Cassel: How Mac Jones can improve his physical tools this offseason


For quarterbacks, strong throws start with sound mechanics.

There's a kinetic chain running from your feet all the way to your arms, and they all work simultaneously when you’re throwing the ball. So, if your feet aren't under you or you're out of sync, then you lose your balance, your power and a lot of times your accuracy.

We've seen a few examples over the past two weeks of Mac Jones' feet being unsettled. This is something that happens with every quarterback in the NFL; when you start to feel pressure, your process is rushed, and then everything becomes rushed. Your mechanics are rushed, your feet aren’t set the proper way, and you’re trying to throw to a spot before the receiver comes out of his route. That can lead to some misfires and inaccuracy.

What's causing Mac Jones' struggles? Cassel sees a mechanical issue

That's something that Mac can work through, though. He has a good feel in the pocket, so he can work on holding onto the ball a little longer, making subtle moves in the pocket and making sure his feet are underneath him when he throws.

Mac can also use this offseason as a time to really improve the physical aspects of his game. 

The biggest growth in my career came after my rookie season going into my second year. I was able to slow everything down on the mental side by breaking down film and processing why we made certain calls, versus in-season where it’s one opponent then the next and you really don’t have time to evaluate yourself.


You also have more time to put in work in the weight room. Now you have a whole offseason where you’re not just trying to run the fastest 40 time or put up good numbers at the NFL Combine. Instead, you can focus primarily on the areas you want to get better at. In that offseason before my second year, we wanted to concentrate more on explosive lifts, explosive jumps and just becoming more explosive outside of the pocket. So the Patriots' strength and conditioning coach, Mike Woicik, set up a workout plan based on that, and that definitely paid dividends for me as I went into OTAs, because that’s what we wanted to focus on, and we achieved that.

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There are also a lot more studies now on the biomechanics of the body and improving shoulder strength. I worked with throwing coach Tom House -- who I later introduced Tom Brady to -- and he really introduced me to how your biomechanics work: your hip action, the release of your arm and the quickness of your arm.

We did drills with weighted balls and other exercises to speed up our throwing motion and improve fast-twitch muscles. A lot of quarterbacks that I’ve been around more recently, whether it’s Dak Prescott or Matthew Stafford, all have very similar approaches in terms of doing workouts to build arm strength, consistency and durability in the shoulder.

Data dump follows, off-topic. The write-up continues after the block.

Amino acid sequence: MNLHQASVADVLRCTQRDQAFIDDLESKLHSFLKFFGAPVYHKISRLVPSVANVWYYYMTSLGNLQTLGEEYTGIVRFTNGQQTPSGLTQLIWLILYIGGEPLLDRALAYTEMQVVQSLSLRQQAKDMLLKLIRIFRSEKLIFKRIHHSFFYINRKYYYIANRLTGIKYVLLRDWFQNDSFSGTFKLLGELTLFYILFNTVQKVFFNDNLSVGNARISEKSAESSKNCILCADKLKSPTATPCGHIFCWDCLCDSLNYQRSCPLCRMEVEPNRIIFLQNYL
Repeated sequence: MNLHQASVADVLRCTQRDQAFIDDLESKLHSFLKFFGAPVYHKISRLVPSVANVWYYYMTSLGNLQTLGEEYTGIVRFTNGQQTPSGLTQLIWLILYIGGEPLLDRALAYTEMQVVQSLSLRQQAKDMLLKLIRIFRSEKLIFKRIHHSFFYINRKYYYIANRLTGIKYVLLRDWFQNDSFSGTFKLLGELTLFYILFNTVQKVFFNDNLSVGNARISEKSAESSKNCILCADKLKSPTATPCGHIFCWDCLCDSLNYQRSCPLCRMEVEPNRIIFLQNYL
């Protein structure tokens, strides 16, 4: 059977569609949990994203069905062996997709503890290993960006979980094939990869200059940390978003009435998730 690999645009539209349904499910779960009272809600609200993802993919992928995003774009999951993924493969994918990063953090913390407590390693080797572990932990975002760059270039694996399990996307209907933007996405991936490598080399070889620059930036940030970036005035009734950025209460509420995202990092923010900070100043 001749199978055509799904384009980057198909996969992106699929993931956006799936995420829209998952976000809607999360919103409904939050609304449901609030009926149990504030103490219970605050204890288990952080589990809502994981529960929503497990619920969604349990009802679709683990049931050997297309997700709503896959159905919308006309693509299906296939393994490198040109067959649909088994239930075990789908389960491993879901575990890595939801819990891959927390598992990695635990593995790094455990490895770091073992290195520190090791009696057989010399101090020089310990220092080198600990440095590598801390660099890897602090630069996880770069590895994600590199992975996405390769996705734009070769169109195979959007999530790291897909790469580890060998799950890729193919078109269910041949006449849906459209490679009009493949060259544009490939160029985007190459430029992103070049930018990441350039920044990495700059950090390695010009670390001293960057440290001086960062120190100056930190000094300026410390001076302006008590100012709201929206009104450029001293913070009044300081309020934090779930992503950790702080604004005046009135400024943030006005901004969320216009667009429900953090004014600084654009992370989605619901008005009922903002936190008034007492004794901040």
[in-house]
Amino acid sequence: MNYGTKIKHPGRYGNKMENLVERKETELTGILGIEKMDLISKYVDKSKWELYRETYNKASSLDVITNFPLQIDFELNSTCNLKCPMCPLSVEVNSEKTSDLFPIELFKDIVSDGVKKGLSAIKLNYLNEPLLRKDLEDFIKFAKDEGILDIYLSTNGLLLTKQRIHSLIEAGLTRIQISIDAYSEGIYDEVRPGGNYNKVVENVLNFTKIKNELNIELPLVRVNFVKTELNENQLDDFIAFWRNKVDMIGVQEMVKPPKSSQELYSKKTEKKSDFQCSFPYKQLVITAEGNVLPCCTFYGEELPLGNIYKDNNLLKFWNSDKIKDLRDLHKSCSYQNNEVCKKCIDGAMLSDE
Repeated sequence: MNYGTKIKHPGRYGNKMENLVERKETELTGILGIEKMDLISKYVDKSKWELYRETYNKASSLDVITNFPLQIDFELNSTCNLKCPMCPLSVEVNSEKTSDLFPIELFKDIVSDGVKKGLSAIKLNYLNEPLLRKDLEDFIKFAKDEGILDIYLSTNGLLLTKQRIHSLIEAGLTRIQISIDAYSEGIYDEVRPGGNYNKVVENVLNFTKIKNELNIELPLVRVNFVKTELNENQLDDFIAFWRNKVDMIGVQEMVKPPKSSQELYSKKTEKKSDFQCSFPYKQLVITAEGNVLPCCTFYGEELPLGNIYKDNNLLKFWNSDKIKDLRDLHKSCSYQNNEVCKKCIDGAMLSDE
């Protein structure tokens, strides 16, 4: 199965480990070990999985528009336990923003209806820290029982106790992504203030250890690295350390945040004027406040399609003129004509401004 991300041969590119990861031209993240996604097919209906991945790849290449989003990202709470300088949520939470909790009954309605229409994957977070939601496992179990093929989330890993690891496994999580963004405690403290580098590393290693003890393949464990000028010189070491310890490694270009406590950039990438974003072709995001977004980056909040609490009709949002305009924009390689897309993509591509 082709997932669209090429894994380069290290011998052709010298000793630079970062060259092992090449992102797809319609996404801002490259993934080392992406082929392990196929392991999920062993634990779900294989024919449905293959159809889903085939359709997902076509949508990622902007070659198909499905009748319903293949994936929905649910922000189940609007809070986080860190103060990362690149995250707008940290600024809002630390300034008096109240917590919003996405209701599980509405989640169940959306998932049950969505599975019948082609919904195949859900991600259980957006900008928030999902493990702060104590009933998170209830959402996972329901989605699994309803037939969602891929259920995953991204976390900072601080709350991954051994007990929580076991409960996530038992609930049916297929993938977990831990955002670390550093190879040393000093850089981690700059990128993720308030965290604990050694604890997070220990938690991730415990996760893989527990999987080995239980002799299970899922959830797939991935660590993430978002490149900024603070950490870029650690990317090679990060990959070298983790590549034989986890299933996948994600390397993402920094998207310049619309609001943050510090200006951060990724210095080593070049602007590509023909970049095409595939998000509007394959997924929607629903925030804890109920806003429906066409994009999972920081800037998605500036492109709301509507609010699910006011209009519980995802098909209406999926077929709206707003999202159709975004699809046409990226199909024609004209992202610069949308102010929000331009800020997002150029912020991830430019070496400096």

Now you have a whole offseason where you’re not just trying to run the fastest 40 time or put up good numbers at the NFL Combine. Instead, you can focus primarily on the areas you want to get better at.

Matt Cassel on Mac Jones' development

I'm sure that will be something Mac focuses on this offseason. Every quarterback, especially early in their career, is looking for anything that can make them better and give them an edge. He'll meet with his position coach -- in this case Josh McDaniels -- after the season, and if Mac says, "I’d really like to try to work on getting more velocity on throws outside the numbers" or something like that, then they’ll put together a plan in order to do just that.

I love Mac's approach to the game. I think he’s had a tremendous rookie season considering all the different factors that came into play and the way he's handled adversity.

Now it's about building on that process. There’s no substitute for on-field play, and he’s gained so much, not only through his successes but also through his failures. So going into this offseason, he now has this unbelievable wealth of knowledge that he can build upon.

The coaching staff will evaluate what he does inside the pocket and have specific drills that he works on for that. If he struggles with his accuracy in a certain direction, for example, they’ll put together a plan to try to become more fundamentally sound when he's throwing those particular routes.


That's all part of the maturation process for a young quarterback, and I expect Mac to continue to grow as a player -- both mentally and physically -- this offseason.

Editor's Note: Matt Cassel played 14 years in the NFL as a quarterback, including four with the Patriots from 2005 to 2008. He serves as an analyst for NBC Sports Boston, appearing on Pre/Postgame Live, as a guest on Tom Curran's Patriots Talk Podcast every Thursday, and as a columnist each week during the season.